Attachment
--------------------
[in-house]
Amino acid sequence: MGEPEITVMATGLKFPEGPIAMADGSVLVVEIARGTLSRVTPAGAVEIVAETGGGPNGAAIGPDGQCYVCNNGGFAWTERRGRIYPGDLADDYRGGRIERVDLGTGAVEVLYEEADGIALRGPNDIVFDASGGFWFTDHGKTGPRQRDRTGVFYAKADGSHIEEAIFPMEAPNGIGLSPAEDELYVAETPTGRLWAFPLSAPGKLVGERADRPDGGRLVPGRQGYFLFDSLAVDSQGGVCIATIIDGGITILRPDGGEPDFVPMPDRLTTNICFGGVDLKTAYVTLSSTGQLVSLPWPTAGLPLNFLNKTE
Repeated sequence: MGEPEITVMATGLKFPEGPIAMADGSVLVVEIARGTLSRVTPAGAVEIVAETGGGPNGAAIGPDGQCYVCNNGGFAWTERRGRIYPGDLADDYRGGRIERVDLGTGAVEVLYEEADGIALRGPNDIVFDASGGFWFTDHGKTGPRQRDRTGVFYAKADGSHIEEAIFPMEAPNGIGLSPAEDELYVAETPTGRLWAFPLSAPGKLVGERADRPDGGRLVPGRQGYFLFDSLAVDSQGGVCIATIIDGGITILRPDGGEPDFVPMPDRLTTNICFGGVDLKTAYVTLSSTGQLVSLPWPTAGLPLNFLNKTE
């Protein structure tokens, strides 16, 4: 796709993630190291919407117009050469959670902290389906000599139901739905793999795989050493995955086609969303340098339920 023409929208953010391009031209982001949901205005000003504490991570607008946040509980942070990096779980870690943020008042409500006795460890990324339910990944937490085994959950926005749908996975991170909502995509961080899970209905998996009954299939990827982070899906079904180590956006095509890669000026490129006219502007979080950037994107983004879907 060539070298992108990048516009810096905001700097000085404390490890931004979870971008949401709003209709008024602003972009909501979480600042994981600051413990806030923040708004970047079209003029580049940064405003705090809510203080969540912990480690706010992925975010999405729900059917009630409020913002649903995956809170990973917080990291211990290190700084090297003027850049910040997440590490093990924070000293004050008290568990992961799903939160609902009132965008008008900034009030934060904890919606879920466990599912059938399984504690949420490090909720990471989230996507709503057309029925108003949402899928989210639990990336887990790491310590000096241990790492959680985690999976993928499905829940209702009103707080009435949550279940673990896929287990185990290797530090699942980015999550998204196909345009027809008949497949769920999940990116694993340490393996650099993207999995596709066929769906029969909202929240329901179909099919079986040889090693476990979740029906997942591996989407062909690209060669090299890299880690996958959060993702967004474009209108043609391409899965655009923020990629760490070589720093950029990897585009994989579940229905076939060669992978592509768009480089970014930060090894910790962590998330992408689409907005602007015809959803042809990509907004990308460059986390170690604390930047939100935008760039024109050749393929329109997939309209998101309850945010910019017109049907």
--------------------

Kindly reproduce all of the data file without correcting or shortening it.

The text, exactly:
[in-house]
Amino acid sequence: MGEPEITVMATGLKFPEGPIAMADGSVLVVEIARGTLSRVTPAGAVEIVAETGGGPNGAAIGPDGQCYVCNNGGFAWTERRGRIYPGDLADDYRGGRIERVDLGTGAVEVLYEEADGIALRGPNDIVFDASGGFWFTDHGKTGPRQRDRTGVFYAKADGSHIEEAIFPMEAPNGIGLSPAEDELYVAETPTGRLWAFPLSAPGKLVGERADRPDGGRLVPGRQGYFLFDSLAVDSQGGVCIATIIDGGITILRPDGGEPDFVPMPDRLTTNICFGGVDLKTAYVTLSSTGQLVSLPWPTAGLPLNFLNKTE
Repeated sequence: MGEPEITVMATGLKFPEGPIAMADGSVLVVEIARGTLSRVTPAGAVEIVAETGGGPNGAAIGPDGQCYVCNNGGFAWTERRGRIYPGDLADDYRGGRIERVDLGTGAVEVLYEEADGIALRGPNDIVFDASGGFWFTDHGKTGPRQRDRTGVFYAKADGSHIEEAIFPMEAPNGIGLSPAEDELYVAETPTGRLWAFPLSAPGKLVGERADRPDGGRLVPGRQGYFLFDSLAVDSQGGVCIATIIDGGITILRPDGGEPDFVPMPDRLTTNICFGGVDLKTAYVTLSSTGQLVSLPWPTAGLPLNFLNKTE
């Protein structure tokens, strides 16, 4: 796709993630190291919407117009050469959670902290389906000599139901739905793999795989050493995955086609969303340098339920 023409929208953010391009031209982001949901205005000003504490991570607008946040509980942070990096779980870690943020008042409500006795460890990324339910990944937490085994959950926005749908996975991170909502995509961080899970209905998996009954299939990827982070899906079904180590956006095509890669000026490129006219502007979080950037994107983004879907 060539070298992108990048516009810096905001700097000085404390490890931004979870971008949401709003209709008024602003972009909501979480600042994981600051413990806030923040708004970047079209003029580049940064405003705090809510203080969540912990480690706010992925975010999405729900059917009630409020913002649903995956809170990973917080990291211990290190700084090297003027850049910040997440590490093990924070000293004050008290568990992961799903939160609902009132965008008008900034009030934060904890919606879920466990599912059938399984504690949420490090909720990471989230996507709503057309029925108003949402899928989210639990990336887990790491310590000096241990790492959680985690999976993928499905829940209702009103707080009435949550279940673990896929287990185990290797530090699942980015999550998204196909345009027809008949497949769920999940990116694993340490393996650099993207999995596709066929769906029969909202929240329901179909099919079986040889090693476990979740029906997942591996989407062909690209060669090299890299880690996958959060993702967004474009209108043609391409899965655009923020990629760490070589720093950029990897585009994989579940229905076939060669992978592509768009480089970014930060090894910790962590998330992408689409907005602007015809959803042809990509907004990308460059986390170690604390930047939100935008760039024109050749393929329109997939309209998101309850945010910019017109049907």